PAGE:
status in the social sphere. This in turn is determined by theirfor poor women... So women face disadvantages not only in land
participation in social production". Her conclusion is based onownership, but in gaining access to the resources and infor-
ethnographic studies of four social groups in Africa, where shemation that would improve yields...For Burkina Faso analy-
found that private property was not the only source of malesis of household panel data suggests that farm output could
supremacy, as not all males owned property and some womenbe increased 6-20 per cent through a more equitable allocation
too owned land. She found that men's work was being of productive resources between male and female farmers"
socialised and women's domesticated through the state legal(pp 118-19). There is clearly a shift in the discourse around
system and ideology; and this led to their being accorded women's ownership of land from one of equal rights to a more
differential worth. instrumental one in terms of poverty reduction and agricultural
,The other strand emerging from Engels is the shifts in growth,
the and in the case of the New Agricultural Policy (NAP)
meaning and nature of ownership, from communal to private in India that I discuss later, to food security and child nutrition.
This conflation of gender inequality with poverty is however
tenures. The promotion of individual titling by the World Bank
since the mid-1970s,2in a context of growing scarcity and analytically problematic.3 A disaggregated analysis of sex ratios
(used as a proxy for gender equality) across districts in India,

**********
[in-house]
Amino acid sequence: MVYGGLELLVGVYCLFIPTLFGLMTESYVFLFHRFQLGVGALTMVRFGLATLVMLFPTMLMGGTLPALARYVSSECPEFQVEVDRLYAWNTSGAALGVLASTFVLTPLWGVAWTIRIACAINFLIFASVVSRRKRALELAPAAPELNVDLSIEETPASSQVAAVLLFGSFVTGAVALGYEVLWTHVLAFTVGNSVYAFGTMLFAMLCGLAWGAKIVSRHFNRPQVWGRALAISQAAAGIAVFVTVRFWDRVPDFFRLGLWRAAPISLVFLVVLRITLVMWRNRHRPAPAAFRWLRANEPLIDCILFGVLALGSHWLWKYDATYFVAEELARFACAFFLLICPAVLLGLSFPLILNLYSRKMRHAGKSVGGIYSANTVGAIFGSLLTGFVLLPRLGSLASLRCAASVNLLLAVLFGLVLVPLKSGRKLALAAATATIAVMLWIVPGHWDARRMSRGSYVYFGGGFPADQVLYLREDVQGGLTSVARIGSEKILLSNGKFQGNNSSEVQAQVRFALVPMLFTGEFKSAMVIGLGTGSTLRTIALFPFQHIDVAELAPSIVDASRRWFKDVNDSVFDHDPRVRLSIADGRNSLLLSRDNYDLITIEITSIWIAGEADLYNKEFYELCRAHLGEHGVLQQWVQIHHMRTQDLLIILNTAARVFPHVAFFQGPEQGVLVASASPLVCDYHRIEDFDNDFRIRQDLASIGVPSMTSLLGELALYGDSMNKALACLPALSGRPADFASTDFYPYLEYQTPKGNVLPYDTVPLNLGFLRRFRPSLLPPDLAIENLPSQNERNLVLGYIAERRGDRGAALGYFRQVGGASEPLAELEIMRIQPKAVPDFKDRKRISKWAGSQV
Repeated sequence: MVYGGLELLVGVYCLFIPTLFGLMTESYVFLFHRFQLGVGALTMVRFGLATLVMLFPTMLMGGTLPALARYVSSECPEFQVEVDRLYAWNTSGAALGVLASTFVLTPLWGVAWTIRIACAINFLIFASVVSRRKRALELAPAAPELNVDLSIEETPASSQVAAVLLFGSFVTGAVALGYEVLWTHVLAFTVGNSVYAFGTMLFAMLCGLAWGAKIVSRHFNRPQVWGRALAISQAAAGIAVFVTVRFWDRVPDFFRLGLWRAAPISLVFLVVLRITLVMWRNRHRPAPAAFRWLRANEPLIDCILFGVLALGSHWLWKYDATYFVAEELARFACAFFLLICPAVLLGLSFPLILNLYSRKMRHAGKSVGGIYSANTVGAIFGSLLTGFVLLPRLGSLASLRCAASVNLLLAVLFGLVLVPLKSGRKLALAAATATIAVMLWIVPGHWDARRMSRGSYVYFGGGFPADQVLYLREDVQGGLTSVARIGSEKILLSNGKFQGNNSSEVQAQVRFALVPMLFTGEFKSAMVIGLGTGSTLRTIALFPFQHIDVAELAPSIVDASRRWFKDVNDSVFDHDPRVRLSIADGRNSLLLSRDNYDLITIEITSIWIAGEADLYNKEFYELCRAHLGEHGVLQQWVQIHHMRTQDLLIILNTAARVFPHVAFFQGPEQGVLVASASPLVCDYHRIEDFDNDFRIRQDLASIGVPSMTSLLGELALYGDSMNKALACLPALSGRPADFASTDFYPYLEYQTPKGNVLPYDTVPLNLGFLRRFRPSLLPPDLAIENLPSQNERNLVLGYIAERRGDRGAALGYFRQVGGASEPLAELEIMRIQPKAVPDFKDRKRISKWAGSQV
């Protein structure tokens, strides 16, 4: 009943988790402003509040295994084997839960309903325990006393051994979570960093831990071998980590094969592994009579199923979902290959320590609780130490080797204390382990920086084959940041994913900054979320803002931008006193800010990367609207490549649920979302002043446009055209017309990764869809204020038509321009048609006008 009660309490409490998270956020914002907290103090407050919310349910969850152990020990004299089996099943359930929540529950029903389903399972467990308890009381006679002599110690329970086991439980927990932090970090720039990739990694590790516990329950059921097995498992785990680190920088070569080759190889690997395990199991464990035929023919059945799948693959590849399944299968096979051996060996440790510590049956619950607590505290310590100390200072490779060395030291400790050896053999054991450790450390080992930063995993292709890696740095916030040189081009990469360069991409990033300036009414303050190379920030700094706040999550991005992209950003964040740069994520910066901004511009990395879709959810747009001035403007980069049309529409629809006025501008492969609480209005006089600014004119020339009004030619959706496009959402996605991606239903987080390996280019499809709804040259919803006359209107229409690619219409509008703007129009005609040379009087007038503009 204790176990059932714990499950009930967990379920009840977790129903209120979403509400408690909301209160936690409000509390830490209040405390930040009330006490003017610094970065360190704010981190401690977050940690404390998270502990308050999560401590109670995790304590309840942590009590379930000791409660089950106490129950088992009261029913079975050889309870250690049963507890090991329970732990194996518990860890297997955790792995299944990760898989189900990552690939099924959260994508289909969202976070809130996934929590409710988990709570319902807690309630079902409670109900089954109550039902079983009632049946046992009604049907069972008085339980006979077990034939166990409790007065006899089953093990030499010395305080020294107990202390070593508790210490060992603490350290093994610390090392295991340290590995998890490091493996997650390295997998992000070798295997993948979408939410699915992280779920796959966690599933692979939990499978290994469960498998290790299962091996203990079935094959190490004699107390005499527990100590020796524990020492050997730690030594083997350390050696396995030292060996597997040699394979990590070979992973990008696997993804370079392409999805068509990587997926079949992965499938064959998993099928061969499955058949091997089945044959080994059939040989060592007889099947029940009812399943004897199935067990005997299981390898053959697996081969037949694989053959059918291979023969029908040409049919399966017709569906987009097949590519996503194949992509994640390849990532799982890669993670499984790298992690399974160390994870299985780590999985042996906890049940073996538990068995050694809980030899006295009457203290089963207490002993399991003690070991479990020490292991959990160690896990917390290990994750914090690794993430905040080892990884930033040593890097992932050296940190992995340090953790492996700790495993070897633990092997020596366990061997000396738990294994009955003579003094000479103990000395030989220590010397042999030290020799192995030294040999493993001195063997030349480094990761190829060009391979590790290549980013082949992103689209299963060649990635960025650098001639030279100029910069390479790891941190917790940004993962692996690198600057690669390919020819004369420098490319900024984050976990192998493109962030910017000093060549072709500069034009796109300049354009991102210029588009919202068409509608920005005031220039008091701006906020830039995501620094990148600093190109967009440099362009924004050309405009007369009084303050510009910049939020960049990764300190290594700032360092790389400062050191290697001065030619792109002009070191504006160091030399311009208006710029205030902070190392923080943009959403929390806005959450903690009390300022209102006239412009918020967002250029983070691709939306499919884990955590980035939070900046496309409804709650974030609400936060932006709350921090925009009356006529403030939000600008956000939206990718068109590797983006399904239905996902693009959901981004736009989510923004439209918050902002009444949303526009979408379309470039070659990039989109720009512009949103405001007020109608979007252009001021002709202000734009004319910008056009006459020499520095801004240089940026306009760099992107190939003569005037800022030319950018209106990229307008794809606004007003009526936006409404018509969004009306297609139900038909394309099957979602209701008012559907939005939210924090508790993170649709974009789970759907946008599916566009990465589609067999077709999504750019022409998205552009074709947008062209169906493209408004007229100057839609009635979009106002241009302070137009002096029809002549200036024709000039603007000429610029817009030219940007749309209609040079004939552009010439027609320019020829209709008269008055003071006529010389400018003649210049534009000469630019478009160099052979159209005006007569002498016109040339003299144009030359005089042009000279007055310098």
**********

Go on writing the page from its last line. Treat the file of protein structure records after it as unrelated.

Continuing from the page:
consequent competition, has had negative implications for women.

Economic and Political Weekly June 18, 2005 2513

This content downloaded from 103.56.254.3 on Thu, 03 Nov 2016 11:19:58 UTC
All use subject to http://about.jstor.org/terms
in fact, suggest that women's survival chances decline with National Policy in India
prosperity [Rustagi 2000].
It is perhaps useful at this point to map this changing discourse While the international discourse favouring locally negotiated
around women's land rights on to the discourse around food land settlements is in a way mirrored at the national level in India,
security. Until the 1980s, the issue of food security was exclu- especially in the context of democratic decentralisation through
sively linked with food production. Following the occurrence of the panchayats in the last decade and a shift of responsibilities
a series of famines in the 1970s and 1980s, Sen (1981) attempted forresource managen lent, inmpiementing development programmes
to explain the links between people and food through a focus and resolving disputes to the village level, there still appears to
on a range of entitlements: ownership (through trade, production, be greater faith in state structures and policies to ensure rights
own-labour or inheritance); exchange (through market-based to land.
trade or transfers from the state, such as public works, social A part of this faith comes from the history of independent
security anld stood subsidies)4 and legal. So, starvation can result India that committed itself to a form of socialism through planned
from a fall in endowments (such as land alienation),5 unfavourable developmlent. i There was a stated conmmitnent to social justice
shifts in exchange entitlements (as seen in food price and wage and redistribution through land reform, recognising that inequali-
fluctuations) and the difficulties of implementing legal rights. ties in landholdings were one of the prirmary forms of social and
Property rights particularly are fuzzy and mediated by faIlily and economic inequality. The First Five-Year Plan document, for
kinship ties, and a strict focus on legal rights, can jeopardise instance, says "troni the social aspect, which is not less important
women's rights to land, often unrecorded. The difficulties posed than the economic, a policy for land may be considered adequate
for women due to the legal tranework of individual titling in the measure in which it reduces disparities in wealth and
followed in most countries have in fact led to a rethinking of income, eliminates exploitation, provides security for tenant and
this strategy, with the bank now recognizing the importance of worker and, finally promises equality of status and opportunity
flexible and locaiiy managed systems for guaranteeing secure to different sections of the rural population" (point 31, section